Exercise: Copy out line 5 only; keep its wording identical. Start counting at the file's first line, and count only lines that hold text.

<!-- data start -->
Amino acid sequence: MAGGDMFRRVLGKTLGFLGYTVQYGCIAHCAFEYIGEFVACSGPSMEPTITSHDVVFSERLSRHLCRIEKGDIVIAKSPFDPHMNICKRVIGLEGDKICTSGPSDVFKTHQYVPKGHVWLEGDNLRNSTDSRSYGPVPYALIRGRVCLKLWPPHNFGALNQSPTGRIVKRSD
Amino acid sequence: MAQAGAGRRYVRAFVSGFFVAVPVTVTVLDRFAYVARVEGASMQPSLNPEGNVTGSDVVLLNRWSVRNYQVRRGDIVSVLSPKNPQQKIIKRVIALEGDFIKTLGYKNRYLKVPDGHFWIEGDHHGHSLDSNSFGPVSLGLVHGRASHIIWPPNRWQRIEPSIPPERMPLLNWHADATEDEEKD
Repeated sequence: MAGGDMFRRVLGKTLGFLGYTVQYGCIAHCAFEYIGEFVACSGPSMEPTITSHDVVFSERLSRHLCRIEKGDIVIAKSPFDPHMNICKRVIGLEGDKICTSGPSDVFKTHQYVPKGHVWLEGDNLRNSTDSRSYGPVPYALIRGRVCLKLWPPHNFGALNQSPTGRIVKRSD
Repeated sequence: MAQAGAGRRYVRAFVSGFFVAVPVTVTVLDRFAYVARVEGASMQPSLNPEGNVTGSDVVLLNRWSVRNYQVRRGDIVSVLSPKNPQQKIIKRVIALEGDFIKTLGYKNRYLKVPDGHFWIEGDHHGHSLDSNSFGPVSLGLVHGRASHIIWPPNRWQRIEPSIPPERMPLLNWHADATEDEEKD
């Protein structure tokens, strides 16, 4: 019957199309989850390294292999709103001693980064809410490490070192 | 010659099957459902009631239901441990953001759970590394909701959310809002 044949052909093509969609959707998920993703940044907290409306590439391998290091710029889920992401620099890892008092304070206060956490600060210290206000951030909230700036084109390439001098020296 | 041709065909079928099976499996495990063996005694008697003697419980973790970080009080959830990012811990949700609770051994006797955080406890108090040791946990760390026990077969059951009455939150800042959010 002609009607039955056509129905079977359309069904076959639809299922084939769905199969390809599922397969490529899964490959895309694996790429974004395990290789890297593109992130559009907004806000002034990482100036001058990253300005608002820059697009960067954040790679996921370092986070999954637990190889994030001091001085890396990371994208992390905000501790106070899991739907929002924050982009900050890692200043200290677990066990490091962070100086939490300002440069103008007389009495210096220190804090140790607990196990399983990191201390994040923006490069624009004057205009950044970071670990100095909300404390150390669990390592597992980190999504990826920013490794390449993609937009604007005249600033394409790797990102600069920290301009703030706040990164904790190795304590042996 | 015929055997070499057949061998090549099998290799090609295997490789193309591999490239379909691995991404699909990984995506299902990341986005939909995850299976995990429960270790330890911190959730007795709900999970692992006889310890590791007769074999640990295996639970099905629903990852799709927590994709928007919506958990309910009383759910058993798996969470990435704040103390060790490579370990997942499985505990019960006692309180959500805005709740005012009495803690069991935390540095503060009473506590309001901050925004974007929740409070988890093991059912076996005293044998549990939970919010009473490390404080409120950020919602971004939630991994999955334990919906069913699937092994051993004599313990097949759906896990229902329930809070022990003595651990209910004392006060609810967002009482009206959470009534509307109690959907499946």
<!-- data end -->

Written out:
């Protein structure tokens, strides 16, 4: 019957199309989850390294292999709103001693980064809410490490070192 | 010659099957459902009631239901441990953001759970590394909701959310809002 044949052909093509969609959707998920993703940044907290409306590439391998290091710029889920992401620099890892008092304070206060956490600060210290206000951030909230700036084109390439001098020296 | 041709065909079928099976499996495990063996005694008697003697419980973790970080009080959830990012811990949700609770051994006797955080406890108090040791946990760390026990077969059951009455939150800042959010 002609009607039955056509129905079977359309069904076959639809299922084939769905199969390809599922397969490529899964490959895309694996790429974004395990290789890297593109992130559009907004806000002034990482100036001058990253300005608002820059697009960067954040790679996921370092986070999954637990190889994030001091001085890396990371994208992390905000501790106070899991739907929002924050982009900050890692200043200290677990066990490091962070100086939490300002440069103008007389009495210096220190804090140790607990196990399983990191201390994040923006490069624009004057205009950044970071670990100095909300404390150390669990390592597992980190999504990826920013490794390449993609937009604007005249600033394409790797990102600069920290301009703030706040990164904790190795304590042996 | 015929055997070499057949061998090549099998290799090609295997490789193309591999490239379909691995991404699909990984995506299902990341986005939909995850299976995990429960270790330890911190959730007795709900999970692992006889310890590791007769074999640990295996639970099905629903990852799709927590994709928007919506958990309910009383759910058993798996969470990435704040103390060790490579370990997942499985505990019960006692309180959500805005709740005012009495803690069991935390540095503060009473506590309001901050925004974007929740409070988890093991059912076996005293044998549990939970919010009473490390404080409120950020919602971004939630991994999955334990919906069913699937092994051993004599313990097949759906896990229902329930809070022990003595651990209910004392006060609810967002009482009206959470009534509307109690959907499946």